Southern Cross University Professor Peter Harrison helps project on Magnetic Island on the Great Barrier Reef where scientists have been clearing algae to transplant coral babies back onto the reef.
Southern Cross University Professor Peter Harrison helps project on Magnetic Island on the Great Barrier Reef where scientists have been clearing algae to transplant coral babies back onto the reef.

UNDERWATER STORM: Scientist's new plan to save coral reefs

WHEN Professor Peter Harrison first snorkelled at reefs on Magnetic Island in the 70s, he was surrounded by millions of coral species.

Now, he said, the once colourful reefs are dominated by seaweed.

But Prof Harrison is part of a team of scientists who are releasing coral 'babies' on the Great Barrier Reef (GBR) as part of a watery war to fight algae choking parts of the renowned site.

 

Geoffrey Bay site.
Geoffrey Bay site.

The problem is particularly bad on inshore reefs including Magnetic Island, eight kilometres off the Townsville coast, due to poor water quality, increased nutrients and bleaching events.

Along with researchers James Cook University and the Australian Institute of Marine Science (AIMS), they have combined decades of experience to trial the new approach to restoring inshore reefs around Magnetic Island in the Central GBR.

 

Rearing coral larve at AIMS.
Rearing coral larve at AIMS. Mark Walsh

The scientists have been clearing algae that has been choking sections of the reef, making room for Prof. Harrison's team from Southern Cross University to deploy millions of coral larvae to resettle the coral babies on the reef in a process known as 'coral IVF'.

 

Cluster of baby corals newly settled.
Cluster of baby corals newly settled.

 

Branching coral larve looking for a site to attach and settle.
Branching coral larve looking for a site to attach and settle.

It's almost 38 years to the day at the same location since Prof Harrison and colleagues discovered the mass coral spawning natural phenomenon, which is akin to billions of coral eggs and sperm being released into the sea simultaneously and spectacularly like an "underwater snow storm".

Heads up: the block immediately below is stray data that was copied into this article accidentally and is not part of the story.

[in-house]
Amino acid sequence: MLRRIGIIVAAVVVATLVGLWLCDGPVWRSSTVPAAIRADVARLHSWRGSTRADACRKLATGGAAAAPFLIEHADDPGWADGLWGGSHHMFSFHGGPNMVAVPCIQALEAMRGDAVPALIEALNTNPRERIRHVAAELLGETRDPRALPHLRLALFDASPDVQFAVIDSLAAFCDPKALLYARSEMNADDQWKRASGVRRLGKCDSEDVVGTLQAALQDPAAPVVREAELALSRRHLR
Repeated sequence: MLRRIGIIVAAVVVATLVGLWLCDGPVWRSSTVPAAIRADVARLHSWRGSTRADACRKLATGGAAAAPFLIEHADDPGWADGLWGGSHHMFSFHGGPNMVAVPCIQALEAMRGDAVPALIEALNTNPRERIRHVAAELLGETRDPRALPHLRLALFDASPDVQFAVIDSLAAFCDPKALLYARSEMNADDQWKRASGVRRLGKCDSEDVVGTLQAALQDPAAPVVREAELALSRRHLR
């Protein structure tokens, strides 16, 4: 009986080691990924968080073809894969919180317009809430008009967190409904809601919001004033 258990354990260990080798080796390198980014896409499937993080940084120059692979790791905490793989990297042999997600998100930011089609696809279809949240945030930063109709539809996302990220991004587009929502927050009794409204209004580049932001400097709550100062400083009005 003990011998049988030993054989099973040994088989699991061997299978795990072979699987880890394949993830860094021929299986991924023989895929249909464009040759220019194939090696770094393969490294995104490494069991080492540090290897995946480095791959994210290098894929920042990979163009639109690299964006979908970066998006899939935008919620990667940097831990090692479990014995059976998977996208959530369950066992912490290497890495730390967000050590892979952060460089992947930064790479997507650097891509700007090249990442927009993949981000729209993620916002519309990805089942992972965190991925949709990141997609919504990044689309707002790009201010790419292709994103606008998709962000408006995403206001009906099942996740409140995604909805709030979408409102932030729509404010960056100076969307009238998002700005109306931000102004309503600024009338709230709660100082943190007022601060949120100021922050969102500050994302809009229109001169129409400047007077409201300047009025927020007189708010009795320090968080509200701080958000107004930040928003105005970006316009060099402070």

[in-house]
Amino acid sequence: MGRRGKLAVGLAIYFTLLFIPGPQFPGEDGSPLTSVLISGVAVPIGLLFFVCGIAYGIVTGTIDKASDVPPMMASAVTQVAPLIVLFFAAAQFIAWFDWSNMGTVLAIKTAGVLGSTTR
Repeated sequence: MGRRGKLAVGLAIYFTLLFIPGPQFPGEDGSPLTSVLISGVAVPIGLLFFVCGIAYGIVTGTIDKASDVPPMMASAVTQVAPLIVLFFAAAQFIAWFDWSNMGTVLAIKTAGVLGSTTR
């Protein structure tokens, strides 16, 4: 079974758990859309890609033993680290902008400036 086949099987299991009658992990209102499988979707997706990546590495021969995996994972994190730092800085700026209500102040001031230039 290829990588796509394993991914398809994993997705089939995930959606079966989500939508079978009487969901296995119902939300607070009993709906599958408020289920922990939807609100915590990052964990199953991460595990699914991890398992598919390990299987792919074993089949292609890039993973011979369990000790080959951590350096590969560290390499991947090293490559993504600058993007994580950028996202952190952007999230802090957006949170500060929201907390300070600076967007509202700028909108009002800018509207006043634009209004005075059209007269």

The discovery radically changed scientific views about how corals on the Great Barrier Reef, and other reefs around the world, reproduce.

The first coral spawning of the 2019 season began in the evenings of October 18 and 19 and since then the Southern Cross University team has collected the coral spawn and grown millions of coral larvae in rearer pools for an experiment to resettle the babies on the reef.

 

Southern Cross University Professor Peter Harrison with team members from SCU and JCU on Arthur Bay reef.
Southern Cross University Professor Peter Harrison with team members from SCU and JCU on Arthur Bay reef.

"Our previous extensive reef trials have shown that supplying coral larvae to degraded reefs can rapidly restore breeding coral populations within a few years, and for this new collaborative project we're examining how effective the combination of algae removal and larval restoration can be," Professor Harrison said.

"I'm pleased by the initial rates of larval settlement we're seeing so far and we'll be monitoring the reef sites over coming months to see how many new juvenile corals become visible next year."